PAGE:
Tapas

Real change happens when your heart is committed and you’ve dropped the mind’s negative chatter such as I can’t…, I will never be able to…, I should have…, or It’s too late…

If you want it, you can have it –whatever it is.  The key is Tapas. And in many situations, Tapas often relies upon its close friends, patience and optimism.  Tapas is a lot of work but with patience, commitment and a shift in attitude, anything is possible.

Tapas is Sanskrit for discipline.  As the 3rd Niyama listed in Patanjali’s eight-limbs of yoga, I often think Tapas should be the first.  To fully experience Saucha (cleanliness) and Santosha (contentment), which are the first two Niyamas, mindfulness and full-attention are required.  True discipline (tapas) commands that we are attentive in the moment.

Many times discipline takes months, or even years, of baby steps until we actually reach the top of the mountain.  Discipline asks that we commit to what we are doing in the present time even if it’s uncomfortable or feels risky (i.e., holding Natarajasana 15 breaths or Headstand for five minutes).   As David Swenson said during a Yoga Journal Workshop I took a few years ago “There are fears that keep us alive, and there are fears that keep us from living”.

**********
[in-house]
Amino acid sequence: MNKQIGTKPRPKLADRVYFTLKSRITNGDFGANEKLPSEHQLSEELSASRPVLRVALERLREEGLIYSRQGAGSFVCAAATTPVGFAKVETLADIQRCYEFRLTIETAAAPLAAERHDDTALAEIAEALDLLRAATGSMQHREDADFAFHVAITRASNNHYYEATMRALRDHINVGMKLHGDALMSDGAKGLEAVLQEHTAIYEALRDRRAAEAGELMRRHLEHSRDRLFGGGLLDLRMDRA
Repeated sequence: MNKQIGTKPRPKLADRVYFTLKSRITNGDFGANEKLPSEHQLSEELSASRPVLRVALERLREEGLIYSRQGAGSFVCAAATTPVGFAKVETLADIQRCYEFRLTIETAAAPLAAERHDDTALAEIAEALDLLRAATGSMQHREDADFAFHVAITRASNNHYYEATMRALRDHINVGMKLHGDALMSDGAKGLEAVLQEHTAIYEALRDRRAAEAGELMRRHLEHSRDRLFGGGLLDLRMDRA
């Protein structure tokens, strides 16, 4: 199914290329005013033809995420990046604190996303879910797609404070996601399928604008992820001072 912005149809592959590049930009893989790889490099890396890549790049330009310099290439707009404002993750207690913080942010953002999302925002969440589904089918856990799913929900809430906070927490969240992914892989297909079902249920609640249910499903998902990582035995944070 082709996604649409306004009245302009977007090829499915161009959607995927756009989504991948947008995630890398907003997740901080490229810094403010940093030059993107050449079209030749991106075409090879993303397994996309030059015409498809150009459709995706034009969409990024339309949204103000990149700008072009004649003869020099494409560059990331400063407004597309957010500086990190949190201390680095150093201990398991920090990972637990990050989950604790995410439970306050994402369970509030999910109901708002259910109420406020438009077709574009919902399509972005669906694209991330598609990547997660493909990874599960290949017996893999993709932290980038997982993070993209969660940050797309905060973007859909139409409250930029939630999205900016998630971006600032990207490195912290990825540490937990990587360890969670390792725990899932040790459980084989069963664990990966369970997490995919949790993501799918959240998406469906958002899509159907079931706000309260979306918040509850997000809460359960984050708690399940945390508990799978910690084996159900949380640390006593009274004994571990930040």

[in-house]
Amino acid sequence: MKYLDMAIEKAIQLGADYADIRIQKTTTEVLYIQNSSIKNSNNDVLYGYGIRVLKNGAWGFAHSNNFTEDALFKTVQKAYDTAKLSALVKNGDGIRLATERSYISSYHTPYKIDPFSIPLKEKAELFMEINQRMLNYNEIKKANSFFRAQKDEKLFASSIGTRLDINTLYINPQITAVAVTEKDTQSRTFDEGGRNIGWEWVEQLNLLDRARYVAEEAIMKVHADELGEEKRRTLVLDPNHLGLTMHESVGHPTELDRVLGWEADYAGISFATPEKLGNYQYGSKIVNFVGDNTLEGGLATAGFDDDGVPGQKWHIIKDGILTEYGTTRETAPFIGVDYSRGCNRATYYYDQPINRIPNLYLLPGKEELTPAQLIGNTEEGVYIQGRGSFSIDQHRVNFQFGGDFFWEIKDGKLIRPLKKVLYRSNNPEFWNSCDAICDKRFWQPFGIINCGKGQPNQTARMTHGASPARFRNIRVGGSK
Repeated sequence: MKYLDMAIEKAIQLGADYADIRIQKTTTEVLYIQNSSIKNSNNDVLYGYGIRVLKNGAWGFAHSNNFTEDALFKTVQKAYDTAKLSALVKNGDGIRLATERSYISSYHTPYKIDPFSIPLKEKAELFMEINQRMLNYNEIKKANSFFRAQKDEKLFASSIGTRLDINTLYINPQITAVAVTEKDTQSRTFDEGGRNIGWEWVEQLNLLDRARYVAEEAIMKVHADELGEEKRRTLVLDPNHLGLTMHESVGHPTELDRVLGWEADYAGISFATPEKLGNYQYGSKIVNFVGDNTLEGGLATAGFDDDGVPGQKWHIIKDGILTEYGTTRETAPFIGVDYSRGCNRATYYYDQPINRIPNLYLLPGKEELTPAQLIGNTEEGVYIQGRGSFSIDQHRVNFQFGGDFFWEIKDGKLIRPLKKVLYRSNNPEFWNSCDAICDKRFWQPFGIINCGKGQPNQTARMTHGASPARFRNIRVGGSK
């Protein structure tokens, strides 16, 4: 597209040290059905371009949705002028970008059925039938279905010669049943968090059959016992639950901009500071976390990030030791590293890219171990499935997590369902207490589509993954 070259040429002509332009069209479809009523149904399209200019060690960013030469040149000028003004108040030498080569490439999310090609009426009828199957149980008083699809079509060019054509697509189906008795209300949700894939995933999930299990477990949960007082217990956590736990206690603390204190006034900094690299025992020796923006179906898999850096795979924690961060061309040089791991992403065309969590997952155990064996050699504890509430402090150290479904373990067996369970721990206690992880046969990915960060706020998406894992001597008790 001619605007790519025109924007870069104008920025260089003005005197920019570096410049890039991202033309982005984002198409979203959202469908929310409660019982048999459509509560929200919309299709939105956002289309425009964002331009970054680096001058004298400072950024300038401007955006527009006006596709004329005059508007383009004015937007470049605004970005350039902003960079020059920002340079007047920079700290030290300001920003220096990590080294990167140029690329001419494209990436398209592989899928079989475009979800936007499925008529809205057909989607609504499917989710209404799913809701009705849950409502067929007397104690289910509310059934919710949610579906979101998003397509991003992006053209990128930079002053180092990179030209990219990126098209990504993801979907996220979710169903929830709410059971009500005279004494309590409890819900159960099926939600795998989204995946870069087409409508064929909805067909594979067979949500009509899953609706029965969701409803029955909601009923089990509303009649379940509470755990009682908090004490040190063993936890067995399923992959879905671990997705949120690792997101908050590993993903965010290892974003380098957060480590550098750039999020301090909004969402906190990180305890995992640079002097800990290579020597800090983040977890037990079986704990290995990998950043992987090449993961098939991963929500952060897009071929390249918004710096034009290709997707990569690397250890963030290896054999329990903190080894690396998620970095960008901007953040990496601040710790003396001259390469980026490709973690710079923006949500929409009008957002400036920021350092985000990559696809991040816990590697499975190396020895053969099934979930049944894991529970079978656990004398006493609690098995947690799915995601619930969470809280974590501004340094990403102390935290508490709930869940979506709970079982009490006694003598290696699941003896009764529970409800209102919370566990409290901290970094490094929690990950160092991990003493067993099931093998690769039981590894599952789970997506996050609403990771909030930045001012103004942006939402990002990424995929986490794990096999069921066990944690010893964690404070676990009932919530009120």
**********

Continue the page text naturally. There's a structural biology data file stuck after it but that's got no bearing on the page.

Getting through the event or achieving the goal that required a committed, disciplined effort, often gives us an energetic rush of confidence and enthusiasm.  The result is we start to realize we really can climb the tallest mountain and do it all!

With the practice of Tapas, our mindset shifts to positive and we feel energetically charged and inspired for what’s to come in life.  This attitude gives us the mantra “anything is possible”.  The key is Tapas.

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